Title:
Perforating gun
Kind Code:
A1


Abstract:
An improved perforating gun having a tubular housing, a tubular carrier and a charge carried by the tubular carrier. The tubular carrier comprises an inside diameter, an outside diameter and an opening disposed between the inside diameter and the outside diameter. The charge comprises a forward end positioned in the opening between the inside diameter and the outside diameter. The tubular carrier increases a collapsible-pressure rating for the housing and positions the charge closer to the formation.



Inventors:
Walker, Jerry L. (Forth Worth, TX, US)
Application Number:
11/890371
Publication Date:
02/12/2009
Filing Date:
08/06/2007
Primary Class:
International Classes:
E21B43/116; F42D3/00
View Patent Images:



Primary Examiner:
DANG, HOANG C
Attorney, Agent or Firm:
HALLIBURTON ENERGY SERVICES (P.O. BOX 819052, Dallas, TX, 75381-9052, US)
Claims:
1. An apparatus for stabilizing a perforating gun having a tubular housing, the apparatus comprising: a tubular carrier having a wall and an opening disposed through the wall, the wall increasing a collapsible-pressure rating for the housing when the tubular carrier is positioned within the housing; and a charge carried by the tubular carrier, the charge having a wall partially positioned in the opening.

2. The apparatus of claim 1 wherein the charge contains an explosive.

3. The apparatus of claim 2 wherein the charge further comprises a rearward end and an opening therein.

4. The apparatus of claim 3 further comprising a detonating cord positioned at the rearward end in contact with the explosive.

5. The apparatus of claim 1 wherein the charge is integral with the tubular carrier.

6. The apparatus of claim 5 further comprising an o-ring secured within a groove in the wall of the tubular carrier and a groove in the wall of the charge, the o-ring positioned between an inside diameter of the tubular carrier and an outside diameter of the tubular carrier for temporarily securing the charge to the tubular carrier.

7. The apparatus of claim 6 wherein the outside diameter of the tubular carrier meets an inside diameter of the housing.

8. The apparatus of claim 1 wherein the charge is positioned adjacent a reduced thickness section the housing.

9. The apparatus of claim 1 further comprising another opening in the tubular carrier and another charge partially positioned within the another opening.

10. The apparatus of claim 1 wherein the tubular carrier is partially composed of steel.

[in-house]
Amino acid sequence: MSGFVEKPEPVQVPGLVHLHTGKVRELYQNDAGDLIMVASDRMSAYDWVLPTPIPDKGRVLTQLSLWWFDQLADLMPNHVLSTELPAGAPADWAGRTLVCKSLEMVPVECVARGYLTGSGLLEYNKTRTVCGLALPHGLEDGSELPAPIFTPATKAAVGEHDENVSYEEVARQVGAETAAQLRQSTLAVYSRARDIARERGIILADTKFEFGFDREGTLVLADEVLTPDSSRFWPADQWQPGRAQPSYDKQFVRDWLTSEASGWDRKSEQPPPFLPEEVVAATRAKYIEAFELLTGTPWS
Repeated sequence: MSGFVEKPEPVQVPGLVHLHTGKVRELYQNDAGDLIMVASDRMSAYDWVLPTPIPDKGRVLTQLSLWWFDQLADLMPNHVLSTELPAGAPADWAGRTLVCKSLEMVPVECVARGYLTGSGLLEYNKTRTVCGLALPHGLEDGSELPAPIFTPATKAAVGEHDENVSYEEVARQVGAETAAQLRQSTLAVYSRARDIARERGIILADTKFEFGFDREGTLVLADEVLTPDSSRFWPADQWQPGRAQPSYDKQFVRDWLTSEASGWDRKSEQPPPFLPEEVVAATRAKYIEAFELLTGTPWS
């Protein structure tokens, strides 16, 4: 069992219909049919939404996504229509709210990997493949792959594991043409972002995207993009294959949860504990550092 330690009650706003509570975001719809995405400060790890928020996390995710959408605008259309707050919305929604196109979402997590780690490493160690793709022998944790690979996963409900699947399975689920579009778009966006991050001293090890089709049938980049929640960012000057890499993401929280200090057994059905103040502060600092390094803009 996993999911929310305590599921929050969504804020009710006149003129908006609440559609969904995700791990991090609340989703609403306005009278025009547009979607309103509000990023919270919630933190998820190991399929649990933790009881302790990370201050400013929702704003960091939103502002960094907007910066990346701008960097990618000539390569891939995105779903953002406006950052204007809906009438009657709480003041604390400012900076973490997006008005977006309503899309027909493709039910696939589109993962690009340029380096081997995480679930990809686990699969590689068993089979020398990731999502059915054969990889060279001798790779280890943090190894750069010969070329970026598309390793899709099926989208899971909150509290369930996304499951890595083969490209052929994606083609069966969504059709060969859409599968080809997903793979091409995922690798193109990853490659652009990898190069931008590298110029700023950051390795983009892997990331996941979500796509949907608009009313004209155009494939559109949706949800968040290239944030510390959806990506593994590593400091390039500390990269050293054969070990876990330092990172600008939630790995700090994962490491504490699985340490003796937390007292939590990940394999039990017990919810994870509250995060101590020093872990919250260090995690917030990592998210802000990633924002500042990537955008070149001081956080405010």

11. An apparatus for a perforating gun having a tubular housing, the apparatus comprising: a tubular carrier comprising an inside diameter, an outside diameter and an opening disposed between the inside diameter and the outside diameter; and a charge carried by the tubular carrier, the charge comprising a forward end positioned in the opening between the inside diameter and the outside diameter.

12. The apparatus of claim 11 wherein the charge contains an explosive.

13. The apparatus of claim 12 wherein the charge further comprises a rearward end and an opening therein.

14. The apparatus of claim 13 further comprising a detonating cord positioned at the rearward end of the charge in contact with the explosive.

15. The apparatus of claim 11 wherein the charge is integral with the tubular carrier.

16. The apparatus of claim 15 further comprising an o-ring secured within a groove in a tubular carrier wall and a groove in a charge wall, the o-ring positioned between the tubular carrier inside diameter and the tubular carrier outside diameter for temporarily securing the charge to the tubular carrier.

17. The apparatus of claim 11 wherein the tubular carrier is positioned within the housing and increases a collapsible-pressure rating for the housing.

18. The apparatus of claim 17 wherein the outside diameter of the tubular carrier meets an inside diameter of the housing.

19. The apparatus of claim 17 wherein the charge is positioned adjacent a reduced thickness section of the housing.

20. The apparatus of claim 11 further comprising another opening in the tubular carrier and another charge partially positioned within the another opening.

21. The apparatus of claim 11 where the tubular carrier is partially composed of steel.

22. A method for making a perforating gun having a tubular housing, the method comprising: preparing a tubular carrier, the tubular carrier having an inside diameter, an outside diameter and an opening disposed between the inside diameter and the outside diameter; inserting a charge containing an explosive partially within the opening of the tubular carrier; and inserting the tubular carrier into the housing, the housing comprising an inside diameter that meets the outside diameter of the tubular carrier.

23. The method of claim 22 further comprising connecting the charge to a detonation cord (102).

24. The method of claim 22 wherein inserting the charge further comprises temporarily securing the charge within the opening of the tubular carrier with an o-ring.

25. The method of claim 22 wherein a portion of the tubular carrier is prepared using steel.

26. The method of claim 22 further comprising preparing another opening in the tubular carrier for receipt of another charge.

27. The method of claim 22 wherein inserting the tubular carrier further comprises positioning the charge adjacent a reduced thickness section of the housing.

28. The method of claim 22 wherein the charge is inserted within the opening from an exterior of the tubular carrier.